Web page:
Tools to Navigate the Fire Season in Alaska 

Tom George, AOPA Alaska Regional Manager 

We are now firmly into the wildfire season in parts of Alaska.  As the snow goes away, and the landscape dries out, smoke will invariably follow.  As aviators, this means it is time to watch out for active fire fighting operations, as well as considering the potential impact of smoke during flight planning.  Fortunately, there are ways to “navigate” fire season using some new tools to help manage the associated risks—let’s explore them. 

Fire Traffic Areas 
While we all learned about Temporary Flight Restrictions (TFRs) during flight training, there is another type of airspace that was not included in those lessons—the Fire Traffic Area (FTA).  This is an airspace construct used by the agencies that conduct aerial firefighting operations, to manage their aircraft and crews when battling a wildfire.   

When an agency responds to a wildfire with aerial assets, they define a circular column of airspace around the center of the fire.  It extends from the center out to 12 nautical miles and reaches several thousand feet above the elevation of the terrain (See Figure 1).  Aircraft engaged in the suppression effort are required to coordinate with the initial attack aircraft orbiting overhead managing the operation.  The challenge is this airspace is transparent to those of us not engaged in the operation, who happen to be flying in the area.  Remember, this is not a TFR!  If the fire suppression effort goes on for an extended period, a TFR may be established, at which point a NOTAM will be issued, and pilots would learn about it from Air Traffic Control, Flight Service or while using online flight planning programs.  But even without a TFR, there is a way we can learn what is going on.  In Alaska, the fire suppression agencies use a common tactical frequency, 128.45 MHz.  If you see smoke, it would be a good idea to listen on this frequency to determine if an aerial operation is underway.  Traffic on that frequency will clue you in to the nature of the operation, which could involve deploying smoke jumpers, directing aerial water or retardant drops, helicopter operations, etc.  Avoiding the area might be the best and safest bet, but identifying your position and altitude on the tactical frequency will let the fire crews know you are in the area.  If traffic permits, they may be able to help you safely transit the FTA without interfering in their operations.  

Duane Morris, Coastal Region Aerial Supervisor for the Alaska Depart of Natural Resources recently gave an excellent seminar on FTAs at the Great Alaska Aviation Gathering.  He described how they are used and the nature of aerial wildfire suppression operations.  For more information on this topic, see the article from the DNR’s website that gives more details on their use, and how to communicate if you find yourself in the vicinity of an active fire operation:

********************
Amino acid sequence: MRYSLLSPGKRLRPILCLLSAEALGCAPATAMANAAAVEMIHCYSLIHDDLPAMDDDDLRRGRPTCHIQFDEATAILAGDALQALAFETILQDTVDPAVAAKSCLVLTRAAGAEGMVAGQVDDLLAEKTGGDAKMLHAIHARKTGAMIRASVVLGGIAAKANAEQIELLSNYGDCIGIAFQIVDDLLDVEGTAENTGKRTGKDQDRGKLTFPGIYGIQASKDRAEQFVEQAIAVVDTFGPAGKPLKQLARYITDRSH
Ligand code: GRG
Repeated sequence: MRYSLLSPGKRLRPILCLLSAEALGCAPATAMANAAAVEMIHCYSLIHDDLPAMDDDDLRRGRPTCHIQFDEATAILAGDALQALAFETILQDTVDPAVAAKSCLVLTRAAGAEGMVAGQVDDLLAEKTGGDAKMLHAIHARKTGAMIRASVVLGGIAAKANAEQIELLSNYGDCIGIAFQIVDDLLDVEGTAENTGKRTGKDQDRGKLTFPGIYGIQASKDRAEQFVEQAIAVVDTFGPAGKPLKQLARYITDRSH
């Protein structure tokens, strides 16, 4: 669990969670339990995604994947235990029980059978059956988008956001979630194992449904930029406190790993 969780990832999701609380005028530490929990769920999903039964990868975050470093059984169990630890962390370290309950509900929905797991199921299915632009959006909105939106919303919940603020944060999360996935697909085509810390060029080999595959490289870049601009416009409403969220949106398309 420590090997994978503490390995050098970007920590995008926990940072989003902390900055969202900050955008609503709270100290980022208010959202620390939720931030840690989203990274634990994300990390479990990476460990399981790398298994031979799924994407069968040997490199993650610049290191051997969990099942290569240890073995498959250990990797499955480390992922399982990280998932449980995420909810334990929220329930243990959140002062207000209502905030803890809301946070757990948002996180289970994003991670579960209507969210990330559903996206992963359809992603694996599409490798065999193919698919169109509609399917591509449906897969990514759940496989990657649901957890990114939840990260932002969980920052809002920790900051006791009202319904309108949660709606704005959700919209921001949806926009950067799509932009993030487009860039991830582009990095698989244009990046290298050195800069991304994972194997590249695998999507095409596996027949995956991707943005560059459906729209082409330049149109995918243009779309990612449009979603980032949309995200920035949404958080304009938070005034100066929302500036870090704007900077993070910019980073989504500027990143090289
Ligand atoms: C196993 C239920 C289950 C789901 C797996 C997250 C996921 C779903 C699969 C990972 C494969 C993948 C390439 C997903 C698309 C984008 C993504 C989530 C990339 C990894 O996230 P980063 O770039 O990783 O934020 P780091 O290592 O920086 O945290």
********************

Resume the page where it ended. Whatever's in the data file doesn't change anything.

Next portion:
Finding our Way through the Smoke 
Even at some distance away from active fire suppression operations, smoke generated from a wildfire can make it challenging for VFR navigation.  In addition to our normal sources of weather for preflight briefings, there are some new online products to help pilots anticipate where they may encounter smoke along a planned route of flight.   

First is an experimental product developed by Colorado State University’s Cooperative Institute for Research in the Atmosphere.  It allows pilots to look at a cross-section along a route they are planning to fly.  Initially this product was designed to show where clouds could be expected, and whether to anticipate icing conditions.  More recently, they have added an input from an atmospheric model that forecasts smoke concentration.  In addition to viewing clouds, icing conditions and the freezing levels, you may now see a “smoke” forecast along your chosen route: (See example in Figure 2)   

A second tool was developed by the University of Alaska Fairbanks, that looks at the concentration and distribution of smoke from active wildfires.  This web-based product uses the location of fires and predicts the areal extent of smoke up to 72 hours based on different atmospheric parameters (See example in Figure 3).  Check this out as another source of information during preflight planning:  

Armed with information about FTAs and new products to help predict where you may encounter smoke enroute, let’s keep pilots, passengers, and firefighters safe while making the most of the summer flying season!   

Tom George serves as the Aircraft Owners and Pilots Association’s Regional Manager for Alaska. He resides in Fairbanks and owns a Cessna 185. He may be reached at or 301-695-2092.  

^Figure 1. Depiction of a Fire Traffic Area, an airspace structure used by the agencies that conduct aerial wildfire suppression activities. (USFS diagram) 

^Figure 2. The Cloud Cross Section Product from Colorado State University’s Cooperative Institute for Research in the Atmosphere now includes information on forecast smoke concentrations, which may be toggled on and off interactively. During this period, visibility due to smoke was reported as low as two and a half miles along this route.   

^Figure 3. A snapshot of the UAF Smoke product showing the forecast extent and concentration of smoke. This interactive product provides a 72-hour animation of forecast conditions.   

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